By Rita Bowen, MA, RHIA, CHPS, CHPC, SSGB
The recent defunding of the Chief Privacy Officer (CPO) position by the Office of the National Coordinator for Health IT (ONC) makes practical sense for the healthcare industry and the national budget. The position has been vacant for the past year, and during this time Deven McGraw has successfully served as acting CPO and deputy director for health information privacy at the Office for Civil Rights (OCR). McGraw has proven effective in filling both roles and will remain with OCR.
However, with the change come four important privacy strategies for health information management (HIM) leaders to consider employing at the state, local, and organizational level.
Maintain Privacy Audits and Environmental Scanning
Funding cuts are a likely indicator of fewer privacy audits at the national level—or elimination of national privacy audits altogether. The concern here is that whatever doesn’t get regulatory attention doesn’t get done.
As HIM professionals, we know that privacy audits must continue despite changes at the federal level. To ensure a continued focus on privacy monitoring, the following steps are recommended:
- Maintain internal privacy audit activities
- Review any patterns in privacy issues and address through corrective action
- Use environmental scanning to assess resolution agreement results
- Review published privacy complaints to determine how to handle similar situations
- Compare your state of readiness to known complaints
Focus on State Privacy Rules
Going forward, state-level privacy rules may play a bigger role for healthcare providers. Most states have privacy and security rules that vary from national HIPAA guidance. In many cases, state rules are even more stringent than federal law.
HIM professionals should work with their compliance and training counterparts to provide staff education, ensuring staff members are aware of and educated about state privacy rules, available on state hospital association websites or through legal counsel.
Include Privacy in the Pursuit of Interoperability
Health information technology (health IT) departments should consider all state and federal privacy rules when participating in interoperability projects. Sharing information with technology vendors, with other provider organizations, and across state information exchanges must not preclude privacy compliance. By getting involved and maintaining close ties with health IT, HIM professionals can lead efforts to ensure privacy during interoperability initiatives.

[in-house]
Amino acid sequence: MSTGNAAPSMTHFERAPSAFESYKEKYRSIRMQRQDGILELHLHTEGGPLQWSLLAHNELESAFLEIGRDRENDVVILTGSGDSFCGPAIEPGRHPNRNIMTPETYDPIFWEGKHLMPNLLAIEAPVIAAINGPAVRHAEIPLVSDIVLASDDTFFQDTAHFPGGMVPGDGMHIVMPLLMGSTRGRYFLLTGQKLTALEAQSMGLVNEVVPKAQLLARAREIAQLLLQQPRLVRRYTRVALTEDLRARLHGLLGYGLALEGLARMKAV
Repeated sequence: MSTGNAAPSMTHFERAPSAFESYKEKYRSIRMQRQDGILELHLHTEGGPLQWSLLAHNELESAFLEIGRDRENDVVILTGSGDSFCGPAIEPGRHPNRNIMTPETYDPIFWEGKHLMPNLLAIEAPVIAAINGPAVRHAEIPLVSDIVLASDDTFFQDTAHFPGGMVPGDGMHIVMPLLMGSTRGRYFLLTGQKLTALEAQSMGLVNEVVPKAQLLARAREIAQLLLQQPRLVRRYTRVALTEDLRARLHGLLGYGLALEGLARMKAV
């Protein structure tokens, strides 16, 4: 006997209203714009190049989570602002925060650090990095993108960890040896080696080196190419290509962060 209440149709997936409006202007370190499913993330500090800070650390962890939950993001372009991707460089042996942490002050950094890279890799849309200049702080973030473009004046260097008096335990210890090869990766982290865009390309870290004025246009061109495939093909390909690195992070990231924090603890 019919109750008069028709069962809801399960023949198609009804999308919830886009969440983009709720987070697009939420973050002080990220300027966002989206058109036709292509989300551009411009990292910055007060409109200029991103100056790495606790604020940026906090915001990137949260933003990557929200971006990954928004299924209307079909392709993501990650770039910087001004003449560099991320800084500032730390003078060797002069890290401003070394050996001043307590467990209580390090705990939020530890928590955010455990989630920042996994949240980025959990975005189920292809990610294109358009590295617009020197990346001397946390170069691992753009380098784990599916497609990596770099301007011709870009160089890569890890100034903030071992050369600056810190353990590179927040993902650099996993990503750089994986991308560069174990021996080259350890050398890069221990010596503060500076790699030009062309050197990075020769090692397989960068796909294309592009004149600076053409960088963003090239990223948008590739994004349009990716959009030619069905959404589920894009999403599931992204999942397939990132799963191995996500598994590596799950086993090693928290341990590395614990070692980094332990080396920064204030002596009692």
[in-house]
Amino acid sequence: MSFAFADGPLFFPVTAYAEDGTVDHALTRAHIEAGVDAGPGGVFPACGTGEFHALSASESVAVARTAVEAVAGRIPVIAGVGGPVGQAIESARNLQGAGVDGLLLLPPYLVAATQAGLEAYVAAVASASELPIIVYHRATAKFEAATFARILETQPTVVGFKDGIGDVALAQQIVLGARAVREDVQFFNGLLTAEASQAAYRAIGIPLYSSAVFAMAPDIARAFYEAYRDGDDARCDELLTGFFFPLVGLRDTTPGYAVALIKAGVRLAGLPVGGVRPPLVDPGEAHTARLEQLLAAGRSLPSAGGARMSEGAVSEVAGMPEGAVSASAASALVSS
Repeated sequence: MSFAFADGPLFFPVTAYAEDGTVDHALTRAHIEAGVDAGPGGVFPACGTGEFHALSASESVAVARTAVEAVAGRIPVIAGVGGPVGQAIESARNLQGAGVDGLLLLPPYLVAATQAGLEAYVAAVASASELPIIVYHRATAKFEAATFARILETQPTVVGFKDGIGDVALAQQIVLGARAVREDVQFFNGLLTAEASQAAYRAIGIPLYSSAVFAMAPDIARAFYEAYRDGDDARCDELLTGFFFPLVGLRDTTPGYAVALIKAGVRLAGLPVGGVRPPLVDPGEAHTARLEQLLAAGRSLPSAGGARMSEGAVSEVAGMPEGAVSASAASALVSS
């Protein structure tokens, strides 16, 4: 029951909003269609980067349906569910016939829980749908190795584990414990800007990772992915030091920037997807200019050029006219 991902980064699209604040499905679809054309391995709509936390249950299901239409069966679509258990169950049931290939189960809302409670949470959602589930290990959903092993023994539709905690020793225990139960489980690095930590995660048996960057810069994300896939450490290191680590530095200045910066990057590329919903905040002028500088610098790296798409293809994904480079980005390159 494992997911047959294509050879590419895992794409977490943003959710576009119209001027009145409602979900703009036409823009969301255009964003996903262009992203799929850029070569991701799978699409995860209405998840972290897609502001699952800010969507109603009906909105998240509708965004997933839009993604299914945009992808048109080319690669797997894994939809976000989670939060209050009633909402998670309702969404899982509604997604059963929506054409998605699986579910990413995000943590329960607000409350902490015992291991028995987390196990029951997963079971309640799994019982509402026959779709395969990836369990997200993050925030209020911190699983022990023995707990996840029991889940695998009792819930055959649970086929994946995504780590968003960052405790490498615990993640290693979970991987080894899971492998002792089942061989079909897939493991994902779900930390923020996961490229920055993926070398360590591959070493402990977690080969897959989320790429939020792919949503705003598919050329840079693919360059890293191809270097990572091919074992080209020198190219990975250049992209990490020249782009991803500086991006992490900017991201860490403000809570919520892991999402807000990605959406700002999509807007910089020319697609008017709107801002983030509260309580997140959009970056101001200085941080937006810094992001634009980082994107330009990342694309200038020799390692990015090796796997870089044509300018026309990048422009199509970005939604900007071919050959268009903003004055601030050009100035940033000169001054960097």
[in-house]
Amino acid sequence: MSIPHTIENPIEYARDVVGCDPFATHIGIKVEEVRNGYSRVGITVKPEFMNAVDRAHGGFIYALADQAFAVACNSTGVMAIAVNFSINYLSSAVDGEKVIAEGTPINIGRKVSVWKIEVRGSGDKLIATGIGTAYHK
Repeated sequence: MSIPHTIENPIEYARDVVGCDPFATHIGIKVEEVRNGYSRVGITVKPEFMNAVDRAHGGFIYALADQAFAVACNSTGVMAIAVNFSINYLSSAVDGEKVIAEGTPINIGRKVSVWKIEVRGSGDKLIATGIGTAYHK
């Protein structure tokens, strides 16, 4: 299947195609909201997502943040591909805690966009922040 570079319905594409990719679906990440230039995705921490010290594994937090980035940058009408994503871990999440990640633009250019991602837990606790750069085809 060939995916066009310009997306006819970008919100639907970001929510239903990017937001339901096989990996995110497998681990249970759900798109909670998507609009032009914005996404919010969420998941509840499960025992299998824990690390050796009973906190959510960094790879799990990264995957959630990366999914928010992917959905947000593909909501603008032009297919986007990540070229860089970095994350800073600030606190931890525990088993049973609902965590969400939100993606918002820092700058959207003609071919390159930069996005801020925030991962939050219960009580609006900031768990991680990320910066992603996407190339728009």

Look for Opportunities to Communicate
Finally, the absence of a CPO may hinder OCR’s ability to maintain outreach and communication efforts at association events and healthcare industry conferences. Rather than relying on frequent national industry updates, each provider must take stronger ownership of privacy regulation review and interpretation at the organizational level. Here are three best practices from the MRO privacy playbook:
- Ensure your organization’s internal CPO constantly monitors state and federal privacy guidelines for any updates or changes
- Establish a data protection committee to review, interpret, and disseminate privacy update information to staff and key stakeholders
- Include privacy monitoring under the umbrella of compliance
Ensuring Privacy Compliance Remains a Top Priority
OCR’s focus is squarely on interoperability and the importance of safely exchanging patient information across the healthcare ecosystem. As it should be. But privacy standards can’t be overlooked. During this time, HIM leaders play a pivotal role in ensuring privacy compliance remains a top priority as their organizations work to achieve interoperability.
Rita Bowen is vice president, privacy compliance and HIM policy, MRO Corp. In her role, Bowen oversees the company’s compliance with HIPAA and ensures new and existing client HIM policies and procedures are to code. She has more than 40 years of experience in health information management.